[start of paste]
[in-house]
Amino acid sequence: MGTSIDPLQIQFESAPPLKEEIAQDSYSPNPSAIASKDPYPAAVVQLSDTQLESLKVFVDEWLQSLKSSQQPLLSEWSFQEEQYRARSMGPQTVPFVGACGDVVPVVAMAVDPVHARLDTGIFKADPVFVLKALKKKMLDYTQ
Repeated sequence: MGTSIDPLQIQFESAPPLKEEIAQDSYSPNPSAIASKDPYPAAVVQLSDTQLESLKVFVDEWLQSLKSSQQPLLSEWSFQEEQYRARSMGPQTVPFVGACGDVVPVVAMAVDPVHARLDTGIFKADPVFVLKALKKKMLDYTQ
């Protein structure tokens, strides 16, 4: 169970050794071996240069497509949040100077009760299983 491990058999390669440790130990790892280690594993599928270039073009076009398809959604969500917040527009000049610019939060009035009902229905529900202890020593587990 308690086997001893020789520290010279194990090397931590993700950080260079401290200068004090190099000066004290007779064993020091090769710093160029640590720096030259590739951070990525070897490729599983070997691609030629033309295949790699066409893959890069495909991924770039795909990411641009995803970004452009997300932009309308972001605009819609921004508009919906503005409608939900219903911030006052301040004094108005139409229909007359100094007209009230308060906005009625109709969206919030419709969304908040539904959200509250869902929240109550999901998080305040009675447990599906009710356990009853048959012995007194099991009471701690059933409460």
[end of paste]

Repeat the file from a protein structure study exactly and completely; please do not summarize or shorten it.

[in-house]
Amino acid sequence: MGTSIDPLQIQFESAPPLKEEIAQDSYSPNPSAIASKDPYPAAVVQLSDTQLESLKVFVDEWLQSLKSSQQPLLSEWSFQEEQYRARSMGPQTVPFVGACGDVVPVVAMAVDPVHARLDTGIFKADPVFVLKALKKKMLDYTQ
Repeated sequence: MGTSIDPLQIQFESAPPLKEEIAQDSYSPNPSAIASKDPYPAAVVQLSDTQLESLKVFVDEWLQSLKSSQQPLLSEWSFQEEQYRARSMGPQTVPFVGACGDVVPVVAMAVDPVHARLDTGIFKADPVFVLKALKKKMLDYTQ
């Protein structure tokens, strides 16, 4: 169970050794071996240069497509949040100077009760299983 491990058999390669440790130990790892280690594993599928270039073009076009398809959604969500917040527009000049610019939060009035009902229905529900202890020593587990 308690086997001893020789520290010279194990090397931590993700950080260079401290200068004090190099000066004290007779064993020091090769710093160029640590720096030259590739951070990525070897490729599983070997691609030629033309295949790699066409893959890069495909991924770039795909990411641009995803970004452009997300932009309308972001605009819609921004508009919906503005409608939900219903911030006052301040004094108005139409229909007359100094007209009230308060906005009625109709969206919030419709969304908040539904959200509250869902929240109550999901998080305040009675447990599906009710356990009853048959012995007194099991009471701690059933409460």